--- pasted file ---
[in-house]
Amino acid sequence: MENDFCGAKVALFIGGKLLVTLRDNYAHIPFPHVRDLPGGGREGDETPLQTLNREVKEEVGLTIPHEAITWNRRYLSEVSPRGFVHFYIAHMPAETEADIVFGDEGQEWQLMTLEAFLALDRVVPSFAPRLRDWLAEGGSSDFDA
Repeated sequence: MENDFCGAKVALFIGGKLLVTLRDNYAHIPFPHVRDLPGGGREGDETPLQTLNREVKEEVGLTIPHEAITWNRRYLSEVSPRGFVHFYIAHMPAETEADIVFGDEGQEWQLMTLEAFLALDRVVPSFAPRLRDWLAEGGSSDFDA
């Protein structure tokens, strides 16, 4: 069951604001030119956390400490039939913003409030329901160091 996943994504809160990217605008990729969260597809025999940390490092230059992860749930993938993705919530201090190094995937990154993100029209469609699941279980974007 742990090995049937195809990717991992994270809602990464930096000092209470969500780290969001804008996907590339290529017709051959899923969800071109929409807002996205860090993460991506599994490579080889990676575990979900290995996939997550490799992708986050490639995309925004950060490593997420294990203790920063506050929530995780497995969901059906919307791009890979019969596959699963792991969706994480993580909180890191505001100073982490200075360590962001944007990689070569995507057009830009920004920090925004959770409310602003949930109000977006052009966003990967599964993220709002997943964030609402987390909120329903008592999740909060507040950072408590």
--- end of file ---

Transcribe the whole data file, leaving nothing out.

[in-house]
Amino acid sequence: MENDFCGAKVALFIGGKLLVTLRDNYAHIPFPHVRDLPGGGREGDETPLQTLNREVKEEVGLTIPHEAITWNRRYLSEVSPRGFVHFYIAHMPAETEADIVFGDEGQEWQLMTLEAFLALDRVVPSFAPRLRDWLAEGGSSDFDA
Repeated sequence: MENDFCGAKVALFIGGKLLVTLRDNYAHIPFPHVRDLPGGGREGDETPLQTLNREVKEEVGLTIPHEAITWNRRYLSEVSPRGFVHFYIAHMPAETEADIVFGDEGQEWQLMTLEAFLALDRVVPSFAPRLRDWLAEGGSSDFDA
């Protein structure tokens, strides 16, 4: 069951604001030119956390400490039939913003409030329901160091 996943994504809160990217605008990729969260597809025999940390490092230059992860749930993938993705919530201090190094995937990154993100029209469609699941279980974007 742990090995049937195809990717991992994270809602990464930096000092209470969500780290969001804008996907590339290529017709051959899923969800071109929409807002996205860090993460991506599994490579080889990676575990979900290995996939997550490799992708986050490639995309925004950060490593997420294990203790920063506050929530995780497995969901059906919307791009890979019969596959699963792991969706994480993580909180890191505001100073982490200075360590962001944007990689070569995507057009830009920004920090925004959770409310602003949930109000977006052009966003990967599964993220709002997943964030609402987390909120329903008592999740909060507040950072408590």